Materials Performance

AUG 2018

Materials Performance is the world's most widely circulated magazine dedicated to corrosion prevention and control. MP provides information about the latest corrosion control technologies and practical applications for every industry and environment.

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Page 18 of 92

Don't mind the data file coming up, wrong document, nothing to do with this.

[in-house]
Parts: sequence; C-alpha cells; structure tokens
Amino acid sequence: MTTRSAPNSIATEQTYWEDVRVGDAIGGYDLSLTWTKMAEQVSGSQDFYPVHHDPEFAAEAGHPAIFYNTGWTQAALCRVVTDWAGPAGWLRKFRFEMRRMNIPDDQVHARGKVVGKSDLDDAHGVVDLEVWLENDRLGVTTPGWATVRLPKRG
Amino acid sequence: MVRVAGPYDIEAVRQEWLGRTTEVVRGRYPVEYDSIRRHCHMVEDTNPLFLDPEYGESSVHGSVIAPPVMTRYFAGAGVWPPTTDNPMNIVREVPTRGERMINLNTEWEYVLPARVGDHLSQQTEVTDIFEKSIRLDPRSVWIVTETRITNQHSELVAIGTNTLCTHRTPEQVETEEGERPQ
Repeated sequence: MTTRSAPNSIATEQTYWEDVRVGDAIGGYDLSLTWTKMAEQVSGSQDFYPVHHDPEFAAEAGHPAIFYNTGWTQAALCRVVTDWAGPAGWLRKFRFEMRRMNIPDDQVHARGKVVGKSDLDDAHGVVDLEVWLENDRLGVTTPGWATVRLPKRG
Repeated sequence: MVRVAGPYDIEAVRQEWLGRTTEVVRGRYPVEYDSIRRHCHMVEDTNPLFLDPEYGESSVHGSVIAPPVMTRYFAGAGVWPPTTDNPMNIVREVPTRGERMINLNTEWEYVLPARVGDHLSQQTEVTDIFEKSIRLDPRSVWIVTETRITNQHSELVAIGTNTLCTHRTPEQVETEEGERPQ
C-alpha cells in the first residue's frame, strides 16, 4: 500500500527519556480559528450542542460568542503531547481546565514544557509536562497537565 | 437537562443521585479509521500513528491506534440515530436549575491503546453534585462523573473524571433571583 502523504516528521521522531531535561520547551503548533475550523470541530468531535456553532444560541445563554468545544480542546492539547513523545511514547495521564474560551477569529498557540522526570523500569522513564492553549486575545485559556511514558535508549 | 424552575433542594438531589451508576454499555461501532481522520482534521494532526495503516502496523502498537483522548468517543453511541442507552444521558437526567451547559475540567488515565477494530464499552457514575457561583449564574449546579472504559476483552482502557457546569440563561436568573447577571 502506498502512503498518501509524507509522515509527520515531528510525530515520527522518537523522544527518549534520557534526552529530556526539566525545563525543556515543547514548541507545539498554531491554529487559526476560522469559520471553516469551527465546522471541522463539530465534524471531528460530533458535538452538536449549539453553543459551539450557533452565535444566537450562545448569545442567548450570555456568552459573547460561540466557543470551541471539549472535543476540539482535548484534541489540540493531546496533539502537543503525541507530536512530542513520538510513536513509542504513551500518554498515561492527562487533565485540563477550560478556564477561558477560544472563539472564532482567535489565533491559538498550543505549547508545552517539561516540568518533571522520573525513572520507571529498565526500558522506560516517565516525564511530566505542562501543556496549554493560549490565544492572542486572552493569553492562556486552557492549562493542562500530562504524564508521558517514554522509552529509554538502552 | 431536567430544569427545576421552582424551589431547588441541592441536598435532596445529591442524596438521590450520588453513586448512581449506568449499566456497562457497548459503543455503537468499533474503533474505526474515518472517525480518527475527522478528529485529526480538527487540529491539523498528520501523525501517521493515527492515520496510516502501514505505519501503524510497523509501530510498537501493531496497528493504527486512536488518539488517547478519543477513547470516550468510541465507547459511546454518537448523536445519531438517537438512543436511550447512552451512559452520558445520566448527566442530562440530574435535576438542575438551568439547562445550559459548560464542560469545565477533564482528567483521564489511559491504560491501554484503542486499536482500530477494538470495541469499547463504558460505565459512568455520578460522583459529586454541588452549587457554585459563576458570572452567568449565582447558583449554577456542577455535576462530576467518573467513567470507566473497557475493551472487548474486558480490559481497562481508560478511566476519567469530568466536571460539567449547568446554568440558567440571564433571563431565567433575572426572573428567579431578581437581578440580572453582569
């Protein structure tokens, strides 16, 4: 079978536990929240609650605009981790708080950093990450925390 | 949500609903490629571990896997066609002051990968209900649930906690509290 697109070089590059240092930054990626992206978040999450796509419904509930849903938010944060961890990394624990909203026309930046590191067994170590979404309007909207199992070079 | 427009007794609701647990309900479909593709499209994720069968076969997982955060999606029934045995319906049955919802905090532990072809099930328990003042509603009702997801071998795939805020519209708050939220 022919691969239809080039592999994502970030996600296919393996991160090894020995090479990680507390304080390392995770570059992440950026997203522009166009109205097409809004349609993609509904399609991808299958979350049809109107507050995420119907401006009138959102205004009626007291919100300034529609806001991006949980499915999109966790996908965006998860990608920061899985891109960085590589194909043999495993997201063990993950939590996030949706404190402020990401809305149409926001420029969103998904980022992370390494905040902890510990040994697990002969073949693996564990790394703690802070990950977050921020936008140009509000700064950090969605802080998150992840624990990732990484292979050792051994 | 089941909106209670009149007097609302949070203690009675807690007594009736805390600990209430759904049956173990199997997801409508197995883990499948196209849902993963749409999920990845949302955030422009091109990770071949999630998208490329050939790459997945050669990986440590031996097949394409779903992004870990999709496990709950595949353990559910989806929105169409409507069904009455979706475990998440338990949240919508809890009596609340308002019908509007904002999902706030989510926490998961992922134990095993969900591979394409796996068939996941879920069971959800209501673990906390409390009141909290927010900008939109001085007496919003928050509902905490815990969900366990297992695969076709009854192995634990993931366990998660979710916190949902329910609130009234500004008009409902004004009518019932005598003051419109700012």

16 AUGUST 2018 W W W.MATERIALSPERFORMANCE.COM MATERIAL MATTERS Continued f rom page 15 of corrosivity for the Cu-Ni samples. From this, the authors assumed that microor- ganisms played an important role in cor- rosion of the metals in seawater. To inspect the sample surfaces in more detail, they were observed using SEM. The oxide morpholog y of the artif i- cial seawater-immersed sample was observed to be completely different from the natural seawater-immersed samples. It was clear that corrosion products were growing over time in seawater. The sur- face oxides were identif ied using EDS. Cu and O were the two main constituents of the oxides, indicating that Cu x O-ty pe oxides developed on the metal surface. Cl was barely detected in the seawater sam- ple. The authors speculate that exfolia- tion of Cu-Cl compounds actively occurred because these compounds were found on the bottom of the bottles. The samples in chlorinated natural seawater were investigated using a simi- lar procedure. The development of corro- sion in the chlorinated natural seawater immersion experiments, the authors note, was somewhat similar to corrosion devel- opment in non-chlorinated artif icial sea- water rather than in non-chlorinated nat- ural seawater. It appeared that the samples barely corroded for the f irst month of immersion, even when polished. According to the authors, residual chlo- rine not only provided the Cu-Ni alloy with fouling protection, but also it reduced the speed of general corrosion of the metal. After three months of immer- sion, the samples showed corroded sur- faces. Green oxides, speculated to be Cu-Cl compounds, mostly remained on the scale surface, although some debris peeled off and was found on the bottom of the bottles. The effect of dosing level did not seem to be strong—up to 5 ppm of residual chlorine. A f ter immersion, the samples were physically cleansed and weighed. It appeared that the solutions in which the samples were immersed (i.e., natural seawater, artif icial seawater, or chlori- nated natural seawater) had a major effect on the samples' weight change. Weight reduction was noticed in the nat- ural seawater immersion tests, whereas the samples gained weight in artif icial seawater. The authors speculate that microorganisms in the natural seawater promoted the corrosion process and ex foliation of the Cu-Cl compounds. Both natural and artif icial seawater pro- v ides Cl for forming Cu-Cl compounds, and Cu-Cl compounds formed in both sea waters during the immersion test. Peel-off of the Cu-Cl compounds occurred on samples immersed in the natural seawater, which resulted in weight loss. A lternatively, in artif icial seawater immersion, the samples gained weight as most of the Cu-Cl compounds remained aff i xed to the metal. From the study, the authors concluded that the corrosion rate was higher for samples immersed in non-chlorinated seawater. A lthough the Cu alloys are known to have antifouling characteristics to a certain degree, they say it seems nec- essary to treat the seawater in applica- tions with CuNi 90/10 alloys. Addition- ally, the corrosion rate was inf luenced by the initial surface condition of the immersed samples. The polished samples corroded most heavily because the bare metal was directly exposed to corrosive seawater when immersed. On the other hand, the as-is and conditioned samples had a lower corrosion rate in natural sea- water. Microorganisms seem to encour- age the exfoliation rate of Cu-Cl com- pounds on the metal surface; and by doing so, they increased the corrosion rate. A lthough Cu-Cl compounds were formed in every test scenario, excessive exfoliation of the Cu-Cl compounds was observed only on samples immersed in natural seawater. The authors add that excessive chlori- nation is undesirable because the corro- sion rate (as indicated by the polarization curves for Cu-Ni alloys in artif icial sea- water) became higher with increasing residual chlorine levels. The study indi- cated that a residual chlorine level up to 5 ppm posed no harm to CuNi 90/10 alloys in terms of corrosion in seawater. It con- trolled the bacterial effect and did not accelerate the metal's corrosion rate. The authors note, however, that care should be taken not to expose Cu-Ni alloys to highly concentrated chlorination, and assert that a f ine line needs to be def ined at which safe use of Cu-Ni alloys is guar- anteed for chlorinated seawater handling service. Therefore, their future work will be focused on determining the maximum limit of residual chlorine for safe applica- tion of CuNi 90/10 alloy in seawater services. —K.R. Larsen Microscopy of sample surfaces after an immersion period of one, three, and six months in non-chlorinated seawater. Samples marked AS were immersed in artificial seawater. Source: CORROSION 2018 paper no. 11418.

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